What’s a telehealth evangelist to do?

When I started in this business in the mid-’90s, the idea that we could deliver high-quality care with the patient and clinician in different places was viewed, almost universally, with great suspicion. Those of us who embraced that vision put lots of effort into research that showed how virtual care delivery was of similar or sometimes better quality than in-person care.  We used whatever bully pulpit we could to educate audiences that telehealth existed and could deliver high quality care.  In the mid-’00s, we focused on economic sustainability and integration into clinical workflow.  The ‘10s birthed the era of large-scale and consumer-focused telehealth businesses and the concept of virtual urgent care.  As of August 2019, 0.19% of healthcare insurance claims were telehealth claims.  

The pandemic was like a crack of thunder and a bolt of lightning in the middle of the night. Everyone gained experience with telehealth, and most of it went well. As of February 2021, 5.4% of healthcare insurance claims were telehealth-related, which has remained steady month by month. That is a 24-fold jump from the summer of 2019.  Is that a victory?

I will return to that question, but first let’s address the fact that the conversation around telehealth has changed dramatically.  It is an integral part of healthcare delivery now.  The question is no longer “Does it work?” but rather we’re now asking, what are the optimal scenarios for telehealth and the right mix in the care delivery landscape?

In the ‘90s, I used to say there would come a time when we dropped the “tele” and it would just be “medicine.”  I also said that I would not need to evangelize anymore and could perhaps find some other ax to grind.  Thirty years later, although the content of my stump speech has changed, I’ve not had the temptation to declare victory and move on. In my view, we’ve not reached the point where we can confidently drop “tele” and assume that virtual care will find its equilibrium in the greater scheme of care delivery.

Returning to that 24-fold increase in telehealth claims I mentioned earlier, it’s important to note that 68% of that is attributed to behavioral health claims.  There is no question that behavioral health was the big winner of the great telehealth experiment of 2020, and that is a beautiful thing for patients who need those services. The flip side is that most of the rest of what we’re calling telehealth is virtual urgent care, which, as noted above, really took off in the five years before the pandemic.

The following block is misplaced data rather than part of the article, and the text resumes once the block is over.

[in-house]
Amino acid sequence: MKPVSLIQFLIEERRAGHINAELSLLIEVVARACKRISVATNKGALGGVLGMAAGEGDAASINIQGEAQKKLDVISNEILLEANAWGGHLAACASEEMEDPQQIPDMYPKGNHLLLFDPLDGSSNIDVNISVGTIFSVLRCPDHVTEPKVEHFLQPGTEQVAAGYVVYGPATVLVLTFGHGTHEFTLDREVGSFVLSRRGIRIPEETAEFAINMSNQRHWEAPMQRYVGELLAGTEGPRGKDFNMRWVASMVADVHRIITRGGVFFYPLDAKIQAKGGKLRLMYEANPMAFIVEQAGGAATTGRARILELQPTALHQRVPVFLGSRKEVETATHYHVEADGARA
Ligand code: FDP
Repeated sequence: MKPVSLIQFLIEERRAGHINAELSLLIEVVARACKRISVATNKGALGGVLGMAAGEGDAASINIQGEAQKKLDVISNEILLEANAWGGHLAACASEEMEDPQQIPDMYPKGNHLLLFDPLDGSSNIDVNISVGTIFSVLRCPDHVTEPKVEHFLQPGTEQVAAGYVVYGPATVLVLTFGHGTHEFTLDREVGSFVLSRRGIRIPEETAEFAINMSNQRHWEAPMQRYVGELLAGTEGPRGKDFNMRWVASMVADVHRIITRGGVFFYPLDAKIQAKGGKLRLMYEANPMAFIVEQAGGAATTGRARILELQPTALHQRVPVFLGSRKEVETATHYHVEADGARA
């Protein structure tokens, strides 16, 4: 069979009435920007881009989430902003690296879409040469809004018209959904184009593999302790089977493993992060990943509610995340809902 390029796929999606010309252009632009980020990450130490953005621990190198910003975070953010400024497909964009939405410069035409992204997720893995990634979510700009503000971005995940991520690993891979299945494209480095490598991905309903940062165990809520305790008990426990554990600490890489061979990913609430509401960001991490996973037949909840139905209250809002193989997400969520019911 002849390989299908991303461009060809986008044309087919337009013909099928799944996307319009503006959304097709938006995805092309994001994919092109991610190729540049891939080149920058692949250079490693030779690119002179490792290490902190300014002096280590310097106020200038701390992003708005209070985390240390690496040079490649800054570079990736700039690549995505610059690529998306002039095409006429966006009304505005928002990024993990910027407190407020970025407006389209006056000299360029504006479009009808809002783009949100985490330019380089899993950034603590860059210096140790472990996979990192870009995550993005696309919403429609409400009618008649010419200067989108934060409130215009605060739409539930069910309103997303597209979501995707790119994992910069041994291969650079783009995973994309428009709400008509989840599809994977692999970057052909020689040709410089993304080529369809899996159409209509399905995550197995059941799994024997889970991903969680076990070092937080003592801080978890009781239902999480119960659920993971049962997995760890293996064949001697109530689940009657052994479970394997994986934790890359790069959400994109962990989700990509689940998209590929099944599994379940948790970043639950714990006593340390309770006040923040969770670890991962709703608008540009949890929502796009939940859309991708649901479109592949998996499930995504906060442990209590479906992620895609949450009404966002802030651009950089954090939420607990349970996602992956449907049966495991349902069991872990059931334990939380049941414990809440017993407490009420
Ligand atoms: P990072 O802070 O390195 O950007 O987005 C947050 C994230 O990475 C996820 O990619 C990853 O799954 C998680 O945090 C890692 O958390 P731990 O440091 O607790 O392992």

There is still plenty to evangelize to reach the goal of optimally integrating virtual care into the care delivery mix.  Here are some things we can focus on to get us there more quickly.

  1. Take it seriously and act professionally. Something about the internet leads us to an informality, and that does the telehealth community no good.  The goal of all practitioners should be that any telehealth encounter is as essential, high-quality, and serious as an in-person visit. There has been some erosion of trust around telehealth; we must get it back to move to the next level.
  2. Convince payers that it is a genuine service with real value.  All the arm-wrestling around reimbursement levels, decreased payment for telehealth, and incremental extensions of favorable regulatory policy sends a message to providers and patients that telehealth is a second-class citizen. This does no one any good.  It is not intellectually honest.  It is time for telehealth to sit at the grownup’s table and be treated like an honest service.
  3. Proactively identify which clinical scenarios are appropriate for telehealth.  This one is on the provider side of the industry.  We’ve been disappointingly timid and passive about this; my guess is because we thought that pandemic telehealth was a flash in the pan, so why waste the time and effort?  Once again, it is here and not going away.  If we don’t develop triage algorithms that guide schedulers and our software systems, we deserve to be threatened with lower reimbursement, as we will be adding redundancy with all those patients who show up for a telehealth visit but really need office-based care (and vice versa).
  4. Encourage, invest in, and work with technologies that naturally enrich the data coming from the patient.  One of the reasons telehealth isn’t gaining faster momentum today is that there’s only so much information a clinician can glean from a video call (or an asynchronous message exchange).  In many cases, the office visit is a more data-rich environment.  It is unfair to compare what a clinician can learn from an in-person history and exam versus a video call.  But the future is bright.  Think about the power home lab testing can add to that clinician’s data set. Think about the power of wearables and devices such as Tytocare’s solutions (I have no financial relationship with them). If I can take a medical history via a video call and add physical exam findings using a tool like Tytocare and home lab test results (think a home strep test, for instance), that significantly expands what I can do with that core technology of videoconferencing.

I don’t know what the right mix of telehealth and in-person care is – or when I will feel that we can take the “tele” out and put our feet up and declare victory, but it is not in 2023.  

This is my roadmap for a telehealth evangelist for the next few years.  What’s missing?